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Organizations should focus data sharing post-incident, not attribution

Steve Ragan | Aug. 5, 2015
Assistant US Attorney Ed McAndrew shares tips on what organizations should do after a breach has been discovered. The key is information, not attribution.

"The FBI and the Secret Service are best equipped and positioned to conduct these national and international cyber investigations effectively and efficiently," McAndrew added.

This led to a follow-up question, are there any limits or rules for federal notification?

"Due to the multiple objectives of cyber actors and the constant evolution in the manner of attack and impact on organizations, there are no rigid requirements as to the cases that are ultimately investigated. There is no single standard when it comes to federal notification requirements for victimized organizations. There are over 50 federal laws relating to cybersecurity and data privacy. Different industries and sectors are often governed by different standards," he said.

When it comes to the information that should be collected and given to law enforcement, McAndrew noted that priority assets will vary per investigation, but in general law enforcement is interested in data that can be used to identify perpetrators, as well as data that relates to the timing and manner of breach, data exfiltration, and any disruptive or destructive activity.

"Any existing system logs, SIEM data, IDS, DLP, endpoint data, network and data flow maps might provide insights into these issues and be most helpful to investigations," he said.

But some organizations will be hesitant to share complete details. Even so, data related to internal investigative reports or forensic examinations conducted by non-law enforcement personnel should be shared anyway, even partial information.

"While law enforcement agencies can best help victims when provided with as much information as possible about a cyber-incident, we are very sensitive to the complex legal and business issues surrounding sharing data with government investigators," McAndrew added.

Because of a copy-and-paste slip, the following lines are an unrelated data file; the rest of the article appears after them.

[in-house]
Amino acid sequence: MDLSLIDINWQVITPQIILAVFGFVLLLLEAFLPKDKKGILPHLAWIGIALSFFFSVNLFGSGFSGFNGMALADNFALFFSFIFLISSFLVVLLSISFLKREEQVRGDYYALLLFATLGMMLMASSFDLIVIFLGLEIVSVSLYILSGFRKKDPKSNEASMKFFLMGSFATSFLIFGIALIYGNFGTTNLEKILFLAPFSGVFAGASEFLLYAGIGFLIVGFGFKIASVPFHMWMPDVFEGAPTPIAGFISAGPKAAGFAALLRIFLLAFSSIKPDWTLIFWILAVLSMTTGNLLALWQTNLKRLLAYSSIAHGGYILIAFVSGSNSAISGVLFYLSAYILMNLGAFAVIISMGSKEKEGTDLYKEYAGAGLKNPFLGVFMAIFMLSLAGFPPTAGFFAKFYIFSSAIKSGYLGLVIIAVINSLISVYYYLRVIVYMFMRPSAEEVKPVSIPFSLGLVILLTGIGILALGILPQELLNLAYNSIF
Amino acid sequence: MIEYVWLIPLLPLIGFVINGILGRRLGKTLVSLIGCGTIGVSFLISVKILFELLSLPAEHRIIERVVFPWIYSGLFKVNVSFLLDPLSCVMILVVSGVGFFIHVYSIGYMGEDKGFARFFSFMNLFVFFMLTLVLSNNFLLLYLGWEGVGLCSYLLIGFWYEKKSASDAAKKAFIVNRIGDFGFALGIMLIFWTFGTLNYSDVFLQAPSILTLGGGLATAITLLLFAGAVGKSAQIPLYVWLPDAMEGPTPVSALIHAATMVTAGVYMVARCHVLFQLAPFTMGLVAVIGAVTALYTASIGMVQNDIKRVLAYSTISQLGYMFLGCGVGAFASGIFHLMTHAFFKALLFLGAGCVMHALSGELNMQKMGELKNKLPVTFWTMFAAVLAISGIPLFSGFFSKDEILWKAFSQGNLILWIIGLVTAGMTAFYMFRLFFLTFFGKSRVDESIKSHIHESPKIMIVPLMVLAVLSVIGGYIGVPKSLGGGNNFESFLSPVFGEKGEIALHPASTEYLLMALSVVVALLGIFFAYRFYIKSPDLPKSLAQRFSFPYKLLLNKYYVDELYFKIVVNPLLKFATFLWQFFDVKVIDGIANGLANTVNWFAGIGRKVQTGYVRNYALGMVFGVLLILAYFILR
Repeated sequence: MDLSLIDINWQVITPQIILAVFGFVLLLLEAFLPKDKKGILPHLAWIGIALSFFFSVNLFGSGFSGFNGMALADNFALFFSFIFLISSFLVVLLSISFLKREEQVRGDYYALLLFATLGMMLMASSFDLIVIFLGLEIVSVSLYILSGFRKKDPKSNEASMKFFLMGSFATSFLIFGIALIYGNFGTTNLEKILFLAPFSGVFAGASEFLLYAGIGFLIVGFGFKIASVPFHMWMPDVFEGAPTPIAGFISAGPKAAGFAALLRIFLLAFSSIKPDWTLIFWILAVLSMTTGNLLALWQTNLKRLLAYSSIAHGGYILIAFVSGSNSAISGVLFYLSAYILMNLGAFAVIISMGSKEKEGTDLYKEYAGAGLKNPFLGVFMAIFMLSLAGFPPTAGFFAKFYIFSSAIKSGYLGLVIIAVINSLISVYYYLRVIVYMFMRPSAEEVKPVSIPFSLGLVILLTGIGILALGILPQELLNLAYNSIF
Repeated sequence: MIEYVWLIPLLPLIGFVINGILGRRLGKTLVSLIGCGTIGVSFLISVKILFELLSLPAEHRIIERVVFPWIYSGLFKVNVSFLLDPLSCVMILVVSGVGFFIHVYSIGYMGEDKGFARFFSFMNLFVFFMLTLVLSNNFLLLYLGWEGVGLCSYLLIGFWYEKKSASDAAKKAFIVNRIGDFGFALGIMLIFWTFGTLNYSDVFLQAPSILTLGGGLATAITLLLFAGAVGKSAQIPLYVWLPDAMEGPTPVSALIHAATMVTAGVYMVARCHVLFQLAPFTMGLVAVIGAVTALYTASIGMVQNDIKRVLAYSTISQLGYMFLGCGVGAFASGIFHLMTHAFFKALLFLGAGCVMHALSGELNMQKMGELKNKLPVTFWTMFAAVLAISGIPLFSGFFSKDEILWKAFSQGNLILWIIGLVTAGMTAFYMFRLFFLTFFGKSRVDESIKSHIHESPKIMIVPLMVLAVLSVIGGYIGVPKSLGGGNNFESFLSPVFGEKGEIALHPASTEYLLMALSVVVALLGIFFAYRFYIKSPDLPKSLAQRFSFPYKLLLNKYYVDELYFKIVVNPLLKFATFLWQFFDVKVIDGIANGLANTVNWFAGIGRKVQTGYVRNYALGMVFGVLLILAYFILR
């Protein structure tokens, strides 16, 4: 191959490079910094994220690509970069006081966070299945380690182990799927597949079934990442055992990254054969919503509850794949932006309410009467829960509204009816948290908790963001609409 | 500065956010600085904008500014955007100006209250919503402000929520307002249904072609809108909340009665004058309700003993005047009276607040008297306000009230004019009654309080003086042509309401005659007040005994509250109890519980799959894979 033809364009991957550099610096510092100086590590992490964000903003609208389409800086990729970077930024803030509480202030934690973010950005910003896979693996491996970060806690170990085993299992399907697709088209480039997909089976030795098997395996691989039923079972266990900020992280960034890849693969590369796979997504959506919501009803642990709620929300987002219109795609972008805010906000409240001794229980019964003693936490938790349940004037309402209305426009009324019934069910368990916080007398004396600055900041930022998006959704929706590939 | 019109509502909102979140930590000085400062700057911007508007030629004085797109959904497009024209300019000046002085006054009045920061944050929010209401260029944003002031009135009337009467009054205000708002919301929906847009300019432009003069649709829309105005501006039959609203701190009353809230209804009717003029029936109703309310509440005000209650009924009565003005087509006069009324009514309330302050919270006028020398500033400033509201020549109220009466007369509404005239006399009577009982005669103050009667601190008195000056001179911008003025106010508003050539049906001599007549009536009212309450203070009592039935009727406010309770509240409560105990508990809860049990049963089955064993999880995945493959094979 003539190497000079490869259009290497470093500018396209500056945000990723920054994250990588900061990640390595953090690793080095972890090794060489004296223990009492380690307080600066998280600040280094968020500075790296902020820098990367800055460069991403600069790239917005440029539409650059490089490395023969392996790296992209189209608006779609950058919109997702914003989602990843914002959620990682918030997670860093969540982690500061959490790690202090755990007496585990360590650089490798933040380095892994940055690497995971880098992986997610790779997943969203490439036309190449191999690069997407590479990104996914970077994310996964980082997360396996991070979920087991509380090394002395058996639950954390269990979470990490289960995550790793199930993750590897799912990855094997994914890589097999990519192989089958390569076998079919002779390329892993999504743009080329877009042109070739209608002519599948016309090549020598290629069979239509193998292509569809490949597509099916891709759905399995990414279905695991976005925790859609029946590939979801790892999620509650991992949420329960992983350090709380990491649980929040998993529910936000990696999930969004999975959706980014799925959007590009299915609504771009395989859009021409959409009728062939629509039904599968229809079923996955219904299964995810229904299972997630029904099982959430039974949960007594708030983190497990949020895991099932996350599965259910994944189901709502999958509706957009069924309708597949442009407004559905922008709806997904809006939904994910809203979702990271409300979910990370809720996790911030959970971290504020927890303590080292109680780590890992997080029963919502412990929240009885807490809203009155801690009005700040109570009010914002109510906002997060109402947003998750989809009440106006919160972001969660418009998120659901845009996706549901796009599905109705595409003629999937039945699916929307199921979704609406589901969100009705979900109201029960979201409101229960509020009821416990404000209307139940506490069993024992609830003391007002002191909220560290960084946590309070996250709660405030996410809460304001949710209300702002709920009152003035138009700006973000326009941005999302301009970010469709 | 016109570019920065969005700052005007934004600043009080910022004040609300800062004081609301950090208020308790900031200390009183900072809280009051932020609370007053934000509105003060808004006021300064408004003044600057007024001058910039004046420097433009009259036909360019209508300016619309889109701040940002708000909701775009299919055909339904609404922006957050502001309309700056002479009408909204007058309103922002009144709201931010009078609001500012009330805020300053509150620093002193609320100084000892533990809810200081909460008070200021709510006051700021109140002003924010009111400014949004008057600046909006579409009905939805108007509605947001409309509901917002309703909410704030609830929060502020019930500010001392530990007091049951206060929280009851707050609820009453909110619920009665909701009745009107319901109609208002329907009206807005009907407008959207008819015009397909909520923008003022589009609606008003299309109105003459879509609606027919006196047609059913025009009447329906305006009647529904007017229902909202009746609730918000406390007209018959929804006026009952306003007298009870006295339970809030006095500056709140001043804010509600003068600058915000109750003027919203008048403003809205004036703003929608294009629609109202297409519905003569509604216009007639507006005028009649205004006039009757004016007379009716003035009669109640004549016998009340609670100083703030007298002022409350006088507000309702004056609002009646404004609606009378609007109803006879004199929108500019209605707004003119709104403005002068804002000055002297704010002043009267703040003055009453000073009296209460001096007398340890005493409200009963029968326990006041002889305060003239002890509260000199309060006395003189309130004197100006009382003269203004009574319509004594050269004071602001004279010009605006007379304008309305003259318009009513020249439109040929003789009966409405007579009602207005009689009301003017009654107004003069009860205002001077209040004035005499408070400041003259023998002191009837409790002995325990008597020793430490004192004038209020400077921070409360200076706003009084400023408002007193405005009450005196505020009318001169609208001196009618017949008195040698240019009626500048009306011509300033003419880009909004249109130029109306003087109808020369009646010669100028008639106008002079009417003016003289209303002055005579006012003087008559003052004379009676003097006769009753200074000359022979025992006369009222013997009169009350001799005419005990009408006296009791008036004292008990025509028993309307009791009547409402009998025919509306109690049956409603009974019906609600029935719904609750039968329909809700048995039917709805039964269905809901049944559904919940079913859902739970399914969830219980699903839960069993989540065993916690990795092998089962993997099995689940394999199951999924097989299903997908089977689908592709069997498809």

Law enforcement, he says, recognizes that organizations must balance the competing and contemporaneous roles of: crime victim; target of inquiry from governmental and non-governmental entities outside of federal law enforcement; and civil litigant.

"Federal law enforcement agencies are likely to seek only that information that is necessary to conduct the investigation."

Shifting forward, we asked McAndrew to explain the investigation process and some of its complexity.

"Even simple cybercrimes are complex in terms of the investigative process. Attribution of conduct for all essential elements of a crime is critical to a successful prosecution. Finding evidence beyond the victim's network and devices is likewise essential to proving a criminal case. Even if solid proof of criminal activity by particular individuals can be developed, their location beyond US borders often prolongs - if not derails - arrest and prosecution," he explained.

If investigators are successful in all of those steps, they might be able to convince individual targets to cooperate with the investigation into other targets and other cybercrimes. While this process takes place, criminal proceedings may be delayed or remain out of the public eye. Thus, major cases may take years to develop from inception to actual conviction and sentencing.


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